Jerry Guo's startup "Grouper" sets people up on dates with posses of strangers. That's the kind of company you need to be able to trust. Which is why it's especially relevant that Guo's history of conning people—and apparently the nation of Thailand!—has just been revealed.

Guo scammed his way into all sorts of free gifts, travel and accommodations while a staffer at Newsweek, BetaBeat revealed, pretending he was on assignment for the magazine when he in fact was not. After the nomadic Yale graduate left Newsweek, the magazine's legal department fielded 10-12 letters of complaint, including one about an expensive watch and one over a five-star trip to Thailand arranged by that country's tourism board for Guo and his companion, ostensibly a photographer.

"I didn't have an apartment, so it was always nicer to be on a plane or in a hotel," Guo told BetaBeat. "Sometimes if I wanted to make a trip work, I would just figure out a way to get [Newsweek's] The Good Life involved... You couldn't get into Tibet from the Chinese side, so I just called up this ridiculous yoga retreat on the Indian side, told them it was a piece for The Good Life, they let me stay for free and next thing you know, I'm talking with the Dali Lama about human rights."

After his internship ended, Guo took his deception a further: He called up the CEO of one of Grouper's competitors, falsely introduced himself as an Atlantic Monthly freelancer, then asked "a ton of questions" about his business over the course of an hour.

This is the kind of startup assholery that's gone into Social Network-inspired overdrive lately. But, hey, it's not like there weren't warning signs: Guo claimed his dating startup wasn't a dating startup; "ditched" his startup for the completely different within 36 hours of a scheduled investor interview; changed that into Grouper; and claimed Grouper was profitable while it was still in beta. The only people who couldn't have foreseen Guo's comeuppance are these guys.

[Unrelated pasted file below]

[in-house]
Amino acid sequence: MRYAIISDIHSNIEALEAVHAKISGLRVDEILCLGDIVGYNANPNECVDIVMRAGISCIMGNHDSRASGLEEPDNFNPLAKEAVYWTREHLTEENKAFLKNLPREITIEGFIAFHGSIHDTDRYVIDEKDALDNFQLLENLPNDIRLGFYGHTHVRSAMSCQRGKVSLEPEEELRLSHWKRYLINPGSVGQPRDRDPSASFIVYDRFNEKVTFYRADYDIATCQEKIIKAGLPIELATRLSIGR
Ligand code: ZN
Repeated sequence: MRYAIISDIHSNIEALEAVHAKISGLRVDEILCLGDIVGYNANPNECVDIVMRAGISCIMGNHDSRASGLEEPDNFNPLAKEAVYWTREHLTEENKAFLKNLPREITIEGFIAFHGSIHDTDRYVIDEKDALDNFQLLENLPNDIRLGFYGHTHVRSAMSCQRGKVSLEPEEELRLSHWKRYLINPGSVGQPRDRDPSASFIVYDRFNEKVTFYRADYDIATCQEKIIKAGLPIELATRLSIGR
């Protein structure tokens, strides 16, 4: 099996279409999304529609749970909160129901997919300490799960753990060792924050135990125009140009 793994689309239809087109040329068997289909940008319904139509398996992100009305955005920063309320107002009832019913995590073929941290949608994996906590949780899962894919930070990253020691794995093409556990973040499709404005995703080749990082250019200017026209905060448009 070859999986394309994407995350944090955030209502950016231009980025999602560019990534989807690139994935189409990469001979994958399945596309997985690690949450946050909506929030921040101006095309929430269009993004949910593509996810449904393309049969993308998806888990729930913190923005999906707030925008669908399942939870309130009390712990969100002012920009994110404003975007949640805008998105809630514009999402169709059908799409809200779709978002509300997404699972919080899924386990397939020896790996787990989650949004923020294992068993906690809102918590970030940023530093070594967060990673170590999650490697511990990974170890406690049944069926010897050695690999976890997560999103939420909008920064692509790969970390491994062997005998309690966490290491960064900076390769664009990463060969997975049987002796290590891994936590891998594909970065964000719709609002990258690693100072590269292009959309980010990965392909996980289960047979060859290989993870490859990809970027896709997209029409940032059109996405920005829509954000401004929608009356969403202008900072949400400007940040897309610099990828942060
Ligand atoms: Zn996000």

Update: Guo wrote in to dispute BetaBeat's characterization of him as an intern, saying "I was a staff writer who spent almost a year and a half at the magazine." He added, "The trips [BetaBeat] referenced were for a weekly column called the Good Life, where by nature of the subject matter—luxury
travel—we were writing about over-the-top experiences. taking press trips was allowed under our editorial policy."

As for the letters of complaint, Guo tells us they "stem from the fact a) I just didn't end up writing about some of the places I stayed, because they sucked and I wasn't about to portray them as anything else and b) Daily Beast and Newsweek merged last winter, and I left pretty quickly after that, so with a
lead time of several weeks / months, those stories just didn't get written."

Update 2: Newsweek contacted us to correct Guo's correction. From Andrew Kirk, director of Public Relations, Newsweek and The Daily Beast:

"Jerry Guo was never a "staff writer" with Newsweek International. He joined as a fellow - essentially an intern - whose association with the magazine was terminated with the Newsweek - Daily Beast merger."

Also, we originally wrote that Guo said he startup was profitable before it went into beta. In fact, he said it was profitable while still in beta.

[Photo of Guo via We Are NY Tech]